As far as I know, my firstborn was alone when he died . . . or was he? We had talked that evening on the phone. He seemed cheerful. There was nothing about our conversation that triggered alarm or made me worry. In truth, though, was he sad? Lonely? Depressed? These descriptive words hurt my heart, especially when I am well aware that my child could cover his true feelings. As my imagination kicks in and I wonder  maybe he wasn’t really alone, even though he thought he was, in the human sense. I’d like to think that Gabe was with him; after all, they shared 30 years together. Surely Gabe wouldn’t leave him alone now, even as he prepared to end his pain. Was God there, too? In my mind’s eye, why not? Where else would the Creator be when one of His kids was in so much pain?

~God knows every thought, every dream, every longing my son ever had in his young life. In fact, God wears his name tattooed on His hand, and I like to think his name is also tattooed on the wall of His heart.~

It comforts me to picture those final moments my way . . . far different from what the police reported to me after they found him. I choose to black out that image and replace it with this one: Gabe sent an SOS to heaven, “Come quickly, Father. Our boy needs you” . . . and God came. He didn’t need to wait until the scene turned ugly. He came to be with my son: The Creator holding His created, enfolding him in His loving arms and cradling him close while he softly breathed his last. Or maybe the same God who blew a tiny puff of air into his lungs when he entered the world, simply withdrew His breath back into Himself. After all, which one of us can take a breath on our own without God’s provision?

Peace followed my son’s last breath. The suffering was over. Silence settled down over his bedroom filled with soft, heavenly light. God and Gabe looked upon the still form of their child. My child. This was a divine moment, and God would not be rushed. He tenderly stroked my son’s hair while Gabe gently touched God’s shoulder, a loving gesture attempting to comfort them both. Their eyes met. Both of them had tears trickling down their cheeks. Oh, how they loved my boy! He was their boy before he was loaned to me ~ and he will always be our boy! All the love from heaven, at that moment, was pressed into this man-child they loved utterly and completely.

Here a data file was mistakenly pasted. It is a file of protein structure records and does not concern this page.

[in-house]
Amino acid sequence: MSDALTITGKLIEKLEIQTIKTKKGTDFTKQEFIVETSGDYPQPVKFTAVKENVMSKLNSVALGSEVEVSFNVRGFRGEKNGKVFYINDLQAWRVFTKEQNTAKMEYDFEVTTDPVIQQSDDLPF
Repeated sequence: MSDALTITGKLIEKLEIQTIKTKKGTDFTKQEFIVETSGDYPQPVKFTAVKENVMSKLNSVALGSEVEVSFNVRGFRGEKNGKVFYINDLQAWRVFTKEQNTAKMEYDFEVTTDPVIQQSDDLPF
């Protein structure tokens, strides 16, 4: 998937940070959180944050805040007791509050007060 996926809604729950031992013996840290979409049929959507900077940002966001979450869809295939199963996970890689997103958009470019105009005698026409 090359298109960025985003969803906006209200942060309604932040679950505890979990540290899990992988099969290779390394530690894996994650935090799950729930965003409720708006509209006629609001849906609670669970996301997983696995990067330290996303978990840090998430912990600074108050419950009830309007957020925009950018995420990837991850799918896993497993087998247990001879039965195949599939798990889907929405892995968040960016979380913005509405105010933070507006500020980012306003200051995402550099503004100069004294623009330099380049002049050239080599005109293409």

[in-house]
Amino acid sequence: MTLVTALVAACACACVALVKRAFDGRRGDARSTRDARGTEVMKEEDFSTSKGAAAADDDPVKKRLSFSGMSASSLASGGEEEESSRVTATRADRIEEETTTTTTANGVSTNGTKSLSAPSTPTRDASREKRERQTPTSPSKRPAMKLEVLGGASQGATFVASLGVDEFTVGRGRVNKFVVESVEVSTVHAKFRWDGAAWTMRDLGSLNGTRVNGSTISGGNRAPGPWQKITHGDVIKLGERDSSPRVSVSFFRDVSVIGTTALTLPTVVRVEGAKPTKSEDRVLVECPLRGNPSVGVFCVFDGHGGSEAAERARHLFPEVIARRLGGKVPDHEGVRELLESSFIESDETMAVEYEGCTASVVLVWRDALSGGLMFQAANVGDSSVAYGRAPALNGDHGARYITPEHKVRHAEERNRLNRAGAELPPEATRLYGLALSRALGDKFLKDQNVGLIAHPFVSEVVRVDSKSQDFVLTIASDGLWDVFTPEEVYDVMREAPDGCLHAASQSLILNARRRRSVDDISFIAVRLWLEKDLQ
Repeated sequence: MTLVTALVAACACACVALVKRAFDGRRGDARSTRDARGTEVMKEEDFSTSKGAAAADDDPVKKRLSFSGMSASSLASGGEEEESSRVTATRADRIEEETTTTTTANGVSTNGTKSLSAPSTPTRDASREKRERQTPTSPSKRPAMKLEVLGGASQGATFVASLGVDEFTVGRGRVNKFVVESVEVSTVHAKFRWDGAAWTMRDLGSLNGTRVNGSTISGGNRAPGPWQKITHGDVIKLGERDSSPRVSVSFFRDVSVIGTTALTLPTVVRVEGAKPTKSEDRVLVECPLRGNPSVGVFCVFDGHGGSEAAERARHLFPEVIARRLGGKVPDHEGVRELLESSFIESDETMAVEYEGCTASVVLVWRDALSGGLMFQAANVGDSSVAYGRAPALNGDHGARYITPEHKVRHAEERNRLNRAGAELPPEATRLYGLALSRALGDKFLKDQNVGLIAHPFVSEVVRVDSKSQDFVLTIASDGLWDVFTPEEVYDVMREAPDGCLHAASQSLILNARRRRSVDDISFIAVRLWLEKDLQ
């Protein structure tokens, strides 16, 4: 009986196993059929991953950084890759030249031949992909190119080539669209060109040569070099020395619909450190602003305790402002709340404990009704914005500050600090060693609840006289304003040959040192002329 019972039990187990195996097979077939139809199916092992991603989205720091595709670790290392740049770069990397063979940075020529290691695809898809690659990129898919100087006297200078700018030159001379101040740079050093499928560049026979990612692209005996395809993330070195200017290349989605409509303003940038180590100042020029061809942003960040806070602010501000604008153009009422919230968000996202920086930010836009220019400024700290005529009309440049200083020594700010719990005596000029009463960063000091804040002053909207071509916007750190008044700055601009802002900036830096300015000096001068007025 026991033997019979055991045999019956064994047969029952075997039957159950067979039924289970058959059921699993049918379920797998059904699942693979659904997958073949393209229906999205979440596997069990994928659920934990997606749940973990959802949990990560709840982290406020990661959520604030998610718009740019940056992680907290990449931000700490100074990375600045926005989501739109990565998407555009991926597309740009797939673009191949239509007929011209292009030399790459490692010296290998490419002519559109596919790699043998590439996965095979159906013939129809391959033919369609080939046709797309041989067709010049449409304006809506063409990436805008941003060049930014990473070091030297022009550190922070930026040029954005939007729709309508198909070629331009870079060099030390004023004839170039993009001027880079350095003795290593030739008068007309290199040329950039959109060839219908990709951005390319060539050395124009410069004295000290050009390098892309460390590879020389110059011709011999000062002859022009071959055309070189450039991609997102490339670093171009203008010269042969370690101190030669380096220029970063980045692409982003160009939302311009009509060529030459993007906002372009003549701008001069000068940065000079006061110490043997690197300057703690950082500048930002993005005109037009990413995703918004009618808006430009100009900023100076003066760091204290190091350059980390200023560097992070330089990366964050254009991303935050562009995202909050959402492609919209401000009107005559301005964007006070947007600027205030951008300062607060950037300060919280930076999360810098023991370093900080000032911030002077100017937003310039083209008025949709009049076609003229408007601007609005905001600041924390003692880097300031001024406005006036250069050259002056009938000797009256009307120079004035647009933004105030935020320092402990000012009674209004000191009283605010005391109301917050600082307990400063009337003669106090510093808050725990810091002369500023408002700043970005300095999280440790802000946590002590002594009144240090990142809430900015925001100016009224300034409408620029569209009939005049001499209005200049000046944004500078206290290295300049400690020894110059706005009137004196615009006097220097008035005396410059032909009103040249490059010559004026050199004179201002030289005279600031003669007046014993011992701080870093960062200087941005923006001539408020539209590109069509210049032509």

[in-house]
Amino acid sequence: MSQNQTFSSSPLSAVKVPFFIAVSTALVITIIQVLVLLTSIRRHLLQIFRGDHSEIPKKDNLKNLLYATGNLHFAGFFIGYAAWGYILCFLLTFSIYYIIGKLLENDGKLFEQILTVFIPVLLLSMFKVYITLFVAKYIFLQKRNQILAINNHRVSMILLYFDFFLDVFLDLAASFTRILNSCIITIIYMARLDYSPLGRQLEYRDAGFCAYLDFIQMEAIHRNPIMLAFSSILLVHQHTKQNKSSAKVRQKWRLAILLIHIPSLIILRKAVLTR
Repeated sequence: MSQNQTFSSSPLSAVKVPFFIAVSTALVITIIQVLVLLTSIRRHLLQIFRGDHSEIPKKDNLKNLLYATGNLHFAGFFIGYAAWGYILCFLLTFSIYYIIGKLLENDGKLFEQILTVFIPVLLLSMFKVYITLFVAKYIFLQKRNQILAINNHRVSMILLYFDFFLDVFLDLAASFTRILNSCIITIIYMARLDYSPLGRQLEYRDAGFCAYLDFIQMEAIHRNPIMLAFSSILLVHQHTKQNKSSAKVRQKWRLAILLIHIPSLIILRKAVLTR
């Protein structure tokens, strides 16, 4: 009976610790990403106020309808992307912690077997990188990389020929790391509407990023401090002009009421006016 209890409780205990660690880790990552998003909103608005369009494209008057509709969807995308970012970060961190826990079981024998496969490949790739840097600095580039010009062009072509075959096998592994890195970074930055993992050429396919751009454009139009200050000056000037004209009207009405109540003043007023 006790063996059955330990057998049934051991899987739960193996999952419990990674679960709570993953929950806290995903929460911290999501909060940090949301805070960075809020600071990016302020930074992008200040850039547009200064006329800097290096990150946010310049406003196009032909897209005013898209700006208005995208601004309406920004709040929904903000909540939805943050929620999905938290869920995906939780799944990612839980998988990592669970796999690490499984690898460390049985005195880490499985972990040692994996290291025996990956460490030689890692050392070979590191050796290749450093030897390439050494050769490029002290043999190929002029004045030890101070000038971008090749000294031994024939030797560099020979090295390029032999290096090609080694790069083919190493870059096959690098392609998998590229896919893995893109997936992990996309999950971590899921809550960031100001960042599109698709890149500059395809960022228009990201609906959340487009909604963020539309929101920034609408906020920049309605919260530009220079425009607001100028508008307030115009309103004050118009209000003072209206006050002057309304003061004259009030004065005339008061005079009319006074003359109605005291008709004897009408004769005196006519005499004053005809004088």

Now my son sleeps the sleep of death (Psalm 13:3). No more pain or sadness or distress. Peace has come at last to my firstborn’s heart. God tries to sniff back the tears as He looks upon my child. But tears, being unruly as they are, fell like prisms of dew unto my son’s cheek. So Heaven leaned down and kissed them away. God smoothed my son’s brow and closed his eyes for his final rest. Still holding him, God stood to His feet, then He and Gabe gently laid him down on his bed, and tucked him in like Gabe had done every night since his birth. They straightened up and wiped their eyes. Gabe murmured softly, “He looks like he is sleeping peacefully, Father.”

God gave a shuttering sigh, “Yes. He is finally at peace.” 

It was time to go. God turned to Gabe. “Now we must comfort our boy’s family,” God began. “They will need heavenly comfort for a long time to come. Gabe, I know you plan to keep an eye on our boy’s resting place once the memorial service is over. Please be there when his family members come to mourn, shed tears, and bring bouquets of flowers. They won’t know you’re there, but put your arms around them anyway.”